TABLE 3______________________________________ Fresh HeatingCom- sample % cupboard %pound sensi- fog- sample fog-No. mg/kg tivity* γ ging sensitivity* γ ging______________________________________Controlsample -- 41.0 0.73 41 40.6 0.68 571.1 40 +0.4° 0.69 18 +1.4° 0.68 261.8 21 ±0° 0.69 20 +0.8° 0.67 281.8 43 +0.7° 0.64 11 +1.3° 0.65 131.9 63 +0.7° 0.75 26 +0.4° 0.69 251.9 127 -0.8° 0.71 13 ±0° 0.67 121.10 75 ±0° 0.75 15 +1.0° 0.73 17______________________________________ *3° = 1 shutter stop
1.2 g of 4-hydroxy-6-methyl-1,3,3a,7-tetraazaindene in aqueous alkaline solution were added to 1 kg of a green sensitized silver iodobromide emulsion having a silver (calculated as silver nitrate)/gelatine ratio of 1:0.4 and containing 0.91 mol of silver halide per kg of emulsion having an iodide content of 5 mol percent. The resulting emulsion was divided into several equal parts and the compounds according to the present invention shown in Table 4 below were added in the given quantities as solutions in acetone or alcohol to the individual samples. Before casting, the following substances were added to the emulsion in the quantities indicated per kg:
75 g of a 5% gelatine solution;
109 g of an 11.1% coupler dispersion of the following magenta coupler: ##STR23## and wetting agent in aqueous solutions and 1,180 ml of water.
The emulsions were cast on a silver dispersion forming the anti-halation layer of a cellulose acetate support. The quantity of emulsion cast on each layer corresponded to a silver application of from 5.0 to 5.2 g of AgNO3 /m2.
Each emulsion layer was covered with a protective layer containing a suitable hardener and a wetting agent applied in a thickness corresponding to 2 g of gelatine per m2.
The samples were tested fresh and after storage in a heating cupboard at 38° C. and 60% relative humidity for 3 days.
The samples were then exposed behind a step wedge in a sensitometer and developed in the following developer II at 38° C. for 31/4 minutes.
______________________________________Developer II______________________________________1-hydroxyethane-1,1-diphosphonic acid-Na2 salt 2 gethylene diamine-N,N,N',N'--tetracetic acid 2 gpotassium carbonate sicc 34.1 gsodium bicarbonate sicc 1.55 gsodium disulphite sicc 0.28 gsodium sulphite sicc 3.46 gpotassium bromide 1.34 ghydroxylamine sulphate 2.4 g4-amino-3-methyl-N--ethyl-N--(β-hydroxyethyl)-aniline 4.7 g______________________________________
made up with water to 1 liter.
The samples were then further processed in the following baths:
______________________________________Short stop bath 1 minute at 38° C.;Bleaching bath 31/4 minutes at 38° C.;Washing 31/2 minutes at 38° C.;Fixing bath 31/4 minutes at 38° C.;Washing 5 minutes at 38° C.______________________________________
The short stop, bleaching and fixing baths were similar to those normally used (British Journal of Photography, 1974, pages 597 and 598).
The results obtained are entered in Table 4.
The substances reduce the very high fog by more than 50% without reducing the sensitivity and gradation and they improve the stability of the photographic material in storage.
TABLE 4______________________________________Com- Test on fresh sample Test after storage inpound Sensi- heating cupboardNumber mg/kg tivity* γ fog Sensitivity* γ fog______________________________________Controlsample -- 39.1 0.75 1.16 38.5 0.68 1.171.1 40 -0.7° 1.07 0.36 -0.4° 0.99 0.441.9 127 ±0° 1.03 0.39 -0.1° 1.01 0.471.10 149 -0.3° 1.09 0.27 -0.1° 1.11 0.31______________________________________ *3° = 1 shutter stop.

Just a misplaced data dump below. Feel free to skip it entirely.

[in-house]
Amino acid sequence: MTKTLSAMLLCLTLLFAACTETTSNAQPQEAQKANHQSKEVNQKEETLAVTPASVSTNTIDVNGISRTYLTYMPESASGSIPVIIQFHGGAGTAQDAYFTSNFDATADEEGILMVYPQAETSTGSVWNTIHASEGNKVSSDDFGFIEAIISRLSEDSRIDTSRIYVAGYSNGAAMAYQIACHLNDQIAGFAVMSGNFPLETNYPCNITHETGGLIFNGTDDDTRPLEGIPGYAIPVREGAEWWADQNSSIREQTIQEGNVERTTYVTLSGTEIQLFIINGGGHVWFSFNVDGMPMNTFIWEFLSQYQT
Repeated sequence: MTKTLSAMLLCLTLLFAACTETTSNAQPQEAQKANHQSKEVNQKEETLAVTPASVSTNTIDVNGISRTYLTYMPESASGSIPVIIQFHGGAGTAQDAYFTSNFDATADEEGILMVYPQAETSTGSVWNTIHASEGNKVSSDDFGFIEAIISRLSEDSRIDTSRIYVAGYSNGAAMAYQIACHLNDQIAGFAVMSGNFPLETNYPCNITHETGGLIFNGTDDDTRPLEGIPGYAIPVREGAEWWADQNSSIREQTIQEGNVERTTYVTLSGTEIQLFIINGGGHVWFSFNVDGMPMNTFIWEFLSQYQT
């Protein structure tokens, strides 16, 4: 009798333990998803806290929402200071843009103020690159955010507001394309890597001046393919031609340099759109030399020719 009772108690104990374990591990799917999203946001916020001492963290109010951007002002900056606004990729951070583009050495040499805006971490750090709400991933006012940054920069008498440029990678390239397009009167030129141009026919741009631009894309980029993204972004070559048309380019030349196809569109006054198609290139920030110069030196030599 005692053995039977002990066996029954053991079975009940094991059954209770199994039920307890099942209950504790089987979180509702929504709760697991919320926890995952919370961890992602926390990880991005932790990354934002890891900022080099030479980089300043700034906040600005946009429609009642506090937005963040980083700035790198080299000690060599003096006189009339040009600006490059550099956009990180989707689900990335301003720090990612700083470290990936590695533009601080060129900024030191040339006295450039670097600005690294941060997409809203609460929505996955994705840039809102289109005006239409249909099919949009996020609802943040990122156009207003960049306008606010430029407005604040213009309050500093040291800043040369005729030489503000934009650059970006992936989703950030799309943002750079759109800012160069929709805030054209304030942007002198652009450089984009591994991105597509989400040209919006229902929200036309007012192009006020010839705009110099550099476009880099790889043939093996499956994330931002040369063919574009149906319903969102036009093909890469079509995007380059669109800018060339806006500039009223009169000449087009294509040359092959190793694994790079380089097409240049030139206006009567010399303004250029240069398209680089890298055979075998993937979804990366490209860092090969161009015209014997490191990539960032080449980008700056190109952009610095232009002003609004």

125 g of a silver bromide emulsion having a high blue sensitivity and a silver nitrate content and gelatine content of 100 g/1,000 g of emulsion were melted in the presence of 7 mg of 4-hydroxy-6-methyl-1,3,3a,7-tetraazaindene dissolved in aqueous-alkaline solution, and a suitable blue sensitizer was then added. The substances according to the present invention and the comparison substances dissolved in methanol or acetone were then added in the quantities shown in Table 5. The following 2-equivalent yellow coupler: ##STR24## was then dissolved in tricresyl phosphate and ethyl acetate and emulsified in a gelatine solution, using di-sec.-butyl-naphthalene sulphonate, and the ethyl acetate was distilled off. This emulsion which contains ca. 5% of coupler, was then added in the quantity required to provide 18.7 g of coupler in the reaction mixture. 0.8 g of dioctyl hydroquinone in the form of tricresyl phosphate emulsion and a wetting agent were also added to the reaction mixture.
Each of these samples was applied to a substrated polyethylene coated paper in a quantity containing 0.55 g of silver calculated as AgNO3 /m2. A protective layer containing 6.4 g of gelatine per m2 was applied to the emulsion layer.
The layer packet was then covered with a suitable hardener.
The layers prepared as described above were exposed behind a 3∛2 wedge and a blue filter and then developed as follows:
______________________________________Colour developer III 33° C. 3.5 minutesBleach fix bath 33° C. 1.5 minuteswashing 33° C. 3 minutes______________________________________
The processing baths were prepared according to the following formulations:
______________________________________Developer III______________________________________900 ml water15 ml benzyl alcohol15 ml ethylene glycol3 g hydroxylamine sulphate4.5 g 3-methyl-4-amino-N--ethyl-N--(β-methane sulphon- amidoethyl)-aniline sulphate32 g potassium carbonate sicc.2 g potassium sulphite sicc.0.6 g potassium bromide1 g disodium salt of 1-hydroxyethylidine-1,1 diphosphonic acid______________________________________
made up with water to 1 liter and adjusted to pH 10.2.
______________________________________Bleach fix bath______________________________________700 ml Water35 ml ammonia solution (28%)30 g ethylene diamino-N,N,N',N'--tetracetic acid15 g sodium sulphite sicc100 g ammonium thiosulphate sicc60 g sodium-(ethylene diamino tetraacetate)-iron- (III)-complex______________________________________
made up with water to 1 liter and adjusted to pH 7.
The yellow colour wedges were determined after development. The results obtained are entered in Table 5.